- Slides: 39
Stylistic Semasiology Lexico-semantic Stylistic Devices
LECTURE 4. STYLISTICS OF THE ENGLISH LANGUAGE SEMASIOLOGY Stylistics semasiology is concerned with meanings of linguistic units, their interaction and changes they undergo when used as expressive means and stylistic devices. Semasiological means of stylistics Expressive means Stylistic devices figures of substitution figuresofcombination
In the process of human development new notions appear. However there exists a tendency to economy of language means which leads to secondary nomination. Secondary nomination is the use of existing words or word-combinations for denoting new or existing concepts. Human conceptual system plays a central role in defining everyday realities. Since communication is based on the same conceptual system that we use thinking and acting, any language is an important source of evidence for what that system is like.
Human thought processes are largely metaphorical. The human conceptual system is metaphorically structured and designed (Lakoff George, Johnson Mark, Turner Mark). Example: Life is a journey. Figures of substitution figures of quantity hyperbole meiosis irony litotes figures of qualification - synecdoche - epithet - periphrasis - antonomasia - euphemisms - personification - allegory
Figures of quantity are based on comparison of 2 objects having some quantitative similarities: v sizes v dimensions v age v shape, etc.
Hyperbole is a deliberate exaggeration of a certain quality of an object or phenomenon Hyperbole can be expressed by all notional parts of speech The most typical cases of expression are: by pronouns, by numerical nouns, by adverbs of time In Ukrainian the ways of expression are as follows: by pronouns, by numerical nouns, by intensifying adverbs, by adverbs of time, place
Hyperbole may be the final effect of other stylistic devices: metaphor, similie, irony Hyperbole mounts the expressiveness of speech
MEIOSIS This figure of quantity is opposite in meaning to hyperbole Meiosis is a deliberate diminution of a certain quality of an object or phenomenon
Meiosis underlines insignificance of such qualities of objects and phenomena as their size, volume, distance, time, shape, etc. The domain of meiosis is colloquial speech Meiosis makes speech expressive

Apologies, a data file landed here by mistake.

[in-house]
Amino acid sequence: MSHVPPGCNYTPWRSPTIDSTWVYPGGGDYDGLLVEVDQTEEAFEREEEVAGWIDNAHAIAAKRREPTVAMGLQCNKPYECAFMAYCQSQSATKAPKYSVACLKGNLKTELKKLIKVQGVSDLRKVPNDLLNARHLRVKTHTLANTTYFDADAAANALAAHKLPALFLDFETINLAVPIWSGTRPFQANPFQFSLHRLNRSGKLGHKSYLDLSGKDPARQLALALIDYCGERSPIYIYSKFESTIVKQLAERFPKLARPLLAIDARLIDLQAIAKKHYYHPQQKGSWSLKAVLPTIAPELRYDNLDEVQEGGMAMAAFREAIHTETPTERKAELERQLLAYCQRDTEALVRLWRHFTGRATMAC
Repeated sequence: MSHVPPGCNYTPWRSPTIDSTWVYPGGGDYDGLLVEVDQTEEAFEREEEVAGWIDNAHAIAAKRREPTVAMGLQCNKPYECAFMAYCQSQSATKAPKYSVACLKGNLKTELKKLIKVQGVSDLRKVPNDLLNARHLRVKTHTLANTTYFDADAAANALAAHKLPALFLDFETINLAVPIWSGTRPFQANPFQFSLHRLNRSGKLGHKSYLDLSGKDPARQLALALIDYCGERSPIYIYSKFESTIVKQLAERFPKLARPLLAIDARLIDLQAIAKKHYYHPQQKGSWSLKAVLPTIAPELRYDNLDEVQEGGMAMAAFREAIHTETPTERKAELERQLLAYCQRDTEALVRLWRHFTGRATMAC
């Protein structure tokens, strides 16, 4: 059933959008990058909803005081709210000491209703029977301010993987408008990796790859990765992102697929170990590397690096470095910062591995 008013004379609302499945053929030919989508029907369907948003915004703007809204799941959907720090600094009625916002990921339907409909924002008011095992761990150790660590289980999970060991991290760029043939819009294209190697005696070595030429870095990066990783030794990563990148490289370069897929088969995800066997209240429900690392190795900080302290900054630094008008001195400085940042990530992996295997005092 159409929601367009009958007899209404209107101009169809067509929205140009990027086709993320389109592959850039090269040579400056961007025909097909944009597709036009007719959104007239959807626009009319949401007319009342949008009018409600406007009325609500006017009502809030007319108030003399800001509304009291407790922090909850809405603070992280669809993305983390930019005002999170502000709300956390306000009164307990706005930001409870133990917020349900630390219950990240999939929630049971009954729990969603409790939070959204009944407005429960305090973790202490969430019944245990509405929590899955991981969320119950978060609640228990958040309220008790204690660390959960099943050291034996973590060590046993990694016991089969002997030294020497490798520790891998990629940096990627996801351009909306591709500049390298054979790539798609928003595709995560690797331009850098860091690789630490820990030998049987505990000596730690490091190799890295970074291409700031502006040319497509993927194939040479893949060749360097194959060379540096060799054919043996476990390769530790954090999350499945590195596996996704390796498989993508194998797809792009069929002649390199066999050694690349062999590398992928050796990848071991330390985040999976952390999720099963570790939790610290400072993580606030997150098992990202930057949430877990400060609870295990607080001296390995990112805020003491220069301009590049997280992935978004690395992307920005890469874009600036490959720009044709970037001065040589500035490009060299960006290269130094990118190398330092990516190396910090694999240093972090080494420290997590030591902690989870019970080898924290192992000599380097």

Litotes is a specific variant of meiosis Litotes has a peculiar syntactic structure It is a combination of the negative particle "not" and a word with negative meaning or a negative prefix Such a combination makes positive sense
Litotes is used in all functional styles of English Litotes extenuates positive qualities of objects or phenomena It makes statements and judgments sound delicate and diplomatic It also expresses irony
Metonymy is transference of a name of one object to another object Metonymic transference of names is based upon the principle of contiguity of the two objects Metonymy is expressed by nouns, less frequently ‒ by substantivized numerals The syntactic functions and positions of metonymic words are those of the subject, object and predicative
Metonymy may be lexical and contextual (genuine) Lexical metonymy is a source of creating new words or new meanings Lexical metonymy is devoid of stylistic information Contextual metonymy is the result of unexpected substitution of one word for another in speech It is fresh and expressive Stylistic metonymy builds up imagery, points out this or another feature of the object described, etc.
SYNECDOCHE This variety of metonymy is realized in two variants. The first variant is naming the whole object by mentioning part of it The second variant of synecdoche is using the name of the whole object to denote a constituent part of this object
PERIPHRASIS This variety of metonymy is the replacement of a direct name of a thing or phenomenon by the description of some quality of this thing or phenomenon Periphrasis intensifies a certain feature of the object described It stands close to metonymy because it is one more way to rename objects
There are such types of periphrasis as logical and figurative Logical periphrasis is based upon one of the inherent properties of the object Figurative periphrasis is based upon metaphor or metonymy Periphrasis performs a cognitive function: it deepens our knowledge of the objective world
EUPHEMISM It is a word or word-combination which is used to replace an unpleasantly sounding word or wordcombination Euphemism might be viewed as periphrasis: they have the same mechanism of formation Strictly speaking, euphemisms are not stylistic devices but expressive means of language: most of them are registered in dictionaries
Euphemisms may be classified according to the spheres of their application and grouped the following way: Religious euphemisms Moral euphemisms Medical euphemisms Political euphemisms Euphemisms make speech more polite, delicate, acceptable in a certain situation
Euphemisms have their antipodes which might be called disphemisms Disphemisms are conspicuously rough, rude and impolite words and word-combinations. The speaker resorts to disphemisms to express his negative emotions, such as irritation, hate, scorn, mockery, animosity [ˌænɪ'mɒsɪtɪ] ворожість, злоба